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It is a fortunate thing that February is the shortest month. By now I am restless, ready for winter's end. I want swelling buds on the trees, early flowers in the garden, and bird song welcoming the morning. But this year? Not quite yet. So as I was reading the Tohickon Garden Club's January newsletter and noticed that Well Sweep Herb Farm was offering greenhouse tours. I promptly marked my calendar and planned a visit. Good thing I called to find out if I needed to register though, because the second of today's tours had already filled. But graciously, a third tour, at 3:30 p.m., had already been scheduled. Rearranged my schedule and off I went, passing by the snowy fields.
The gardens, like this display bed of lavender, are hibernating.
There is a relatively modern root cellar, by-product of excavation for
a swimming pool many years ago. Had to pile the dirt somewhere.
A room was built of concrete blocks,
dirt floor, and soil heaped over it.
Currently it is being used to store
potted fig trees. And carrots, boxed in sand.
We met in the gift shop where the tour began with a brief description of the herb farm, and a sweet sample of the honey made by bees that are kept there. Then it was off to the two greenhouses.
Our group walks around to the door for one of the greenhouses,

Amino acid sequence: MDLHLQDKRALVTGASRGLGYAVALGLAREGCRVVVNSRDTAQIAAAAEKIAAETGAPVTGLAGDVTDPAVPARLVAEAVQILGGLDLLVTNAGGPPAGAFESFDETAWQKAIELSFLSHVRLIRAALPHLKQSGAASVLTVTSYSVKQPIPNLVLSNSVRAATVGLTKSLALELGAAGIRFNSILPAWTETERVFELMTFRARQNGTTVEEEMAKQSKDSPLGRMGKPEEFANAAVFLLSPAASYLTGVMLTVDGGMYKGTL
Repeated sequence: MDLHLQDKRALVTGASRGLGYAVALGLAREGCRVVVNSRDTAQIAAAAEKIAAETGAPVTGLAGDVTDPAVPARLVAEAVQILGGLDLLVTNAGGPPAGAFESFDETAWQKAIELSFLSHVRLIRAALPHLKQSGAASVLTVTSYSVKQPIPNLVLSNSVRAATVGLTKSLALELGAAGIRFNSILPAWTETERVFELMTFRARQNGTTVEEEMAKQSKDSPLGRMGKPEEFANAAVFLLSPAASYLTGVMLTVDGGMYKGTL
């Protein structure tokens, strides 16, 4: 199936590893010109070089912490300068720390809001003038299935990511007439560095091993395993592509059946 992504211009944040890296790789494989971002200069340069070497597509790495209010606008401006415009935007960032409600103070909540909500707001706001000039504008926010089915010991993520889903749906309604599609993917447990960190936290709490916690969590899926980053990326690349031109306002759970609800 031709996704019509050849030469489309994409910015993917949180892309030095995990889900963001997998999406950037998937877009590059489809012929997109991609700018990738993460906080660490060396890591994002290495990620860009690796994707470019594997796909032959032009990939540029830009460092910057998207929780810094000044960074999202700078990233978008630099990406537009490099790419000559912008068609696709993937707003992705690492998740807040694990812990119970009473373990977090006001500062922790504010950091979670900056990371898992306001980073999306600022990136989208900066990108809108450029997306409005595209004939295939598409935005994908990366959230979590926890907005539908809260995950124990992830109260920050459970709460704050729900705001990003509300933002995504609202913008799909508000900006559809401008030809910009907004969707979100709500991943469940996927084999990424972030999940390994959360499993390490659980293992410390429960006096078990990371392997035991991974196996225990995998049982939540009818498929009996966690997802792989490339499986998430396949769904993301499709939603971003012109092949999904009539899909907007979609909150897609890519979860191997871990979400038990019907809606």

passing a crate of potted hellebores that will be at the flower shows.
Into the greenhouse. Of course the first thing is - camera lens fogs up.
Eventually after repeated wiping the lens is clear and
I take this picture of sweet violet, Viola odorata, in bloom.
We were shown a variety of herbs and given leaves to pass around, crush, and enjoy their aromas: bay leaves, a variety of scented geraniums, several mints, bay rum plant, (Pimenta racemosa), kaffir lime leaves, and more.
It's a jungle in there: luxuriant banana plants in flower, all sorts of citrus in flower and fruit such as Ponderosa lemon, a frankincense tree, and more.
We got to sample the fruit of this calamondin.
The flesh is tart but the peel is sweet.
As well as a wide selection of fragrent geraniums, mints, and more
there are some "just for pretty" such as this double primrose.
A surprising selection of insectiverous plants: sarracenia, drosera, and
this Dionea, Venus fly trap, handsomely grown in a glass bowl.
It's a family affair. Patrick, third generation of the Hyde family, was our informative guide. He offered many explanations and stories of where the herbs came from, and how they were used.
Look here if you want to look for other Saturday events from greenhouse tours to craft workshops such as building a fairy house, to the dates for New Jersey and Philadelphia Flower Shows where Well Sweep Herb Garden will be exhibiting.
Winter isn't over yet but events such as this help me along until it is gone.
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